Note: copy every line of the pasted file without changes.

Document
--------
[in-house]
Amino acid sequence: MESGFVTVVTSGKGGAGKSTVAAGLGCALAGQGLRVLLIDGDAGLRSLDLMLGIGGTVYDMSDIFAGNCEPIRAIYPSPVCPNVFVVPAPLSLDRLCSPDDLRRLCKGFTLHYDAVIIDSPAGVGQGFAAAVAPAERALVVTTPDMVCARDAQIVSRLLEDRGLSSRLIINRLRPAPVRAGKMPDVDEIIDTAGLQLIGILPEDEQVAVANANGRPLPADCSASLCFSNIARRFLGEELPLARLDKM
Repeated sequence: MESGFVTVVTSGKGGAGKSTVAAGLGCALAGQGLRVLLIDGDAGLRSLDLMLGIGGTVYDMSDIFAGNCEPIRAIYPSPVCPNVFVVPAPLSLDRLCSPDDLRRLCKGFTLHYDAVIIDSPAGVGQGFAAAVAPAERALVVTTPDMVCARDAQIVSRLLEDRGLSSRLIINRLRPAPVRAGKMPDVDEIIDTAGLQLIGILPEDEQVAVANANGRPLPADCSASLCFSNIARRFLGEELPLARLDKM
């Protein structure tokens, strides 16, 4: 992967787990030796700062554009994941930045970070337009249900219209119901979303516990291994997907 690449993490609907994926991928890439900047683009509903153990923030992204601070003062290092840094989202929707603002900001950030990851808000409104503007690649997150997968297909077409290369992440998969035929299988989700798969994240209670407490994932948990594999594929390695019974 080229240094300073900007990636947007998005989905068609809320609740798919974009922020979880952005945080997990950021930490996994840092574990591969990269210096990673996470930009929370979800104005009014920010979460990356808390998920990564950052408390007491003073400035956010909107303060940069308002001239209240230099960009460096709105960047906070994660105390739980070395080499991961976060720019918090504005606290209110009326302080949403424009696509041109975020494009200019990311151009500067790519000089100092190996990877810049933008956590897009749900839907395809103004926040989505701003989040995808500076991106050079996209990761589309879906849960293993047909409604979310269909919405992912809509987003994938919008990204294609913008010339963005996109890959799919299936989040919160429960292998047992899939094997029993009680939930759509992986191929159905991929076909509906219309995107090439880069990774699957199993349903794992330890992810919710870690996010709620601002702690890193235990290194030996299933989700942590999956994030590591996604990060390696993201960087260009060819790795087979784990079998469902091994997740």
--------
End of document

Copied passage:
[in-house]
Amino acid sequence: MESGFVTVVTSGKGGAGKSTVAAGLGCALAGQGLRVLLIDGDAGLRSLDLMLGIGGTVYDMSDIFAGNCEPIRAIYPSPVCPNVFVVPAPLSLDRLCSPDDLRRLCKGFTLHYDAVIIDSPAGVGQGFAAAVAPAERALVVTTPDMVCARDAQIVSRLLEDRGLSSRLIINRLRPAPVRAGKMPDVDEIIDTAGLQLIGILPEDEQVAVANANGRPLPADCSASLCFSNIARRFLGEELPLARLDKM
Repeated sequence: MESGFVTVVTSGKGGAGKSTVAAGLGCALAGQGLRVLLIDGDAGLRSLDLMLGIGGTVYDMSDIFAGNCEPIRAIYPSPVCPNVFVVPAPLSLDRLCSPDDLRRLCKGFTLHYDAVIIDSPAGVGQGFAAAVAPAERALVVTTPDMVCARDAQIVSRLLEDRGLSSRLIINRLRPAPVRAGKMPDVDEIIDTAGLQLIGILPEDEQVAVANANGRPLPADCSASLCFSNIARRFLGEELPLARLDKM
């Protein structure tokens, strides 16, 4: 992967787990030796700062554009994941930045970070337009249900219209119901979303516990291994997907 690449993490609907994926991928890439900047683009509903153990923030992204601070003062290092840094989202929707603002900001950030990851808000409104503007690649997150997968297909077409290369992440998969035929299988989700798969994240209670407490994932948990594999594929390695019974 080229240094300073900007990636947007998005989905068609809320609740798919974009922020979880952005945080997990950021930490996994840092574990591969990269210096990673996470930009929370979800104005009014920010979460990356808390998920990564950052408390007491003073400035956010909107303060940069308002001239209240230099960009460096709105960047906070994660105390739980070395080499991961976060720019918090504005606290209110009326302080949403424009696509041109975020494009200019990311151009500067790519000089100092190996990877810049933008956590897009749900839907395809103004926040989505701003989040995808500076991106050079996209990761589309879906849960293993047909409604979310269909919405992912809509987003994938919008990204294609913008010339963005996109890959799919299936989040919160429960292998047992899939094997029993009680939930759509992986191929159905991929076909509906219309995107090439880069990774699957199993349903794992330890992810919710870690996010709620601002702690890193235990290194030996299933989700942590999956994030590591996604990060390696993201960087260009060819790795087979784990079998469902091994997740």